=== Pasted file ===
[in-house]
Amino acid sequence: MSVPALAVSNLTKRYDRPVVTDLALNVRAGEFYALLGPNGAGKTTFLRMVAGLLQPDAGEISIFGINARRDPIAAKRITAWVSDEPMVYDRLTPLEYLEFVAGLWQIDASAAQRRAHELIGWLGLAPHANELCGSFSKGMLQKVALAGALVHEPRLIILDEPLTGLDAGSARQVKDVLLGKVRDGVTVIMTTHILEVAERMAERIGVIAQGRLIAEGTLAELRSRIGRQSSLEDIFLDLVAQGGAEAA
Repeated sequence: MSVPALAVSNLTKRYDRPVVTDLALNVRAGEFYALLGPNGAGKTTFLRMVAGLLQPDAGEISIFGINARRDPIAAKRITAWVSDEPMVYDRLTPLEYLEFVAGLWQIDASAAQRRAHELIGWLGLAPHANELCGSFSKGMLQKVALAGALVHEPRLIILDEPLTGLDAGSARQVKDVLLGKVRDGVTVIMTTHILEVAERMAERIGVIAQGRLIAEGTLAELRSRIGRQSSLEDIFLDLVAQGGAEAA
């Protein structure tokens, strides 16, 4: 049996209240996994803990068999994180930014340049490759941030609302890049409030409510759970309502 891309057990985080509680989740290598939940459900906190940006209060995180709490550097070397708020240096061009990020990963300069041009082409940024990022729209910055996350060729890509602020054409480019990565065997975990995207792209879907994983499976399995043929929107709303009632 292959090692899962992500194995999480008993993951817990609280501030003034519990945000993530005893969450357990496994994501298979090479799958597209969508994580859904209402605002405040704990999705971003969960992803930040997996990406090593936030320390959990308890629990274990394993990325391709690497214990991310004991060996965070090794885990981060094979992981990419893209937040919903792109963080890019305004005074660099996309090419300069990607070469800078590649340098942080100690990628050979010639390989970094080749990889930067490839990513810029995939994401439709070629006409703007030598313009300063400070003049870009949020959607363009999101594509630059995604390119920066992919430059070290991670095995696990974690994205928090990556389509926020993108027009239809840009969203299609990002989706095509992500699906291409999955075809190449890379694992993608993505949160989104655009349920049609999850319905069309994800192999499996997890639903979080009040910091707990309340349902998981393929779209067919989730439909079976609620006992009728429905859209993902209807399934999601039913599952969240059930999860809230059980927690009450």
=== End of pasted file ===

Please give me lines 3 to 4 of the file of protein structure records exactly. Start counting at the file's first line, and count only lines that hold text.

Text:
Repeated sequence: MSVPALAVSNLTKRYDRPVVTDLALNVRAGEFYALLGPNGAGKTTFLRMVAGLLQPDAGEISIFGINARRDPIAAKRITAWVSDEPMVYDRLTPLEYLEFVAGLWQIDASAAQRRAHELIGWLGLAPHANELCGSFSKGMLQKVALAGALVHEPRLIILDEPLTGLDAGSARQVKDVLLGKVRDGVTVIMTTHILEVAERMAERIGVIAQGRLIAEGTLAELRSRIGRQSSLEDIFLDLVAQGGAEAA
């Protein structure tokens, strides 16, 4: 049996209240996994803990068999994180930014340049490759941030609302890049409030409510759970309502 891309057990985080509680989740290598939940459900906190940006209060995180709490550097070397708020240096061009990020990963300069041009082409940024990022729209910055996350060729890509602020054409480019990565065997975990995207792209879907994983499976399995043929929107709303009632 292959090692899962992500194995999480008993993951817990609280501030003034519990945000993530005893969450357990496994994501298979090479799958597209969508994580859904209402605002405040704990999705971003969960992803930040997996990406090593936030320390959990308890629990274990394993990325391709690497214990991310004991060996965070090794885990981060094979992981990419893209937040919903792109963080890019305004005074660099996309090419300069990607070469800078590649340098942080100690990628050979010639390989970094080749990889930067490839990513810029995939994401439709070629006409703007030598313009300063400070003049870009949020959607363009999101594509630059995604390119920066992919430059070290991670095995696990974690994205928090990556389509926020993108027009239809840009969203299609990002989706095509992500699906291409999955075809190449890379694992993608993505949160989104655009349920049609999850319905069309994800192999499996997890639903979080009040910091707990309340349902998981393929779209067919989730439909079976609620006992009728429905859209993902209807399934999601039913599952969240059930999860809230059980927690009450």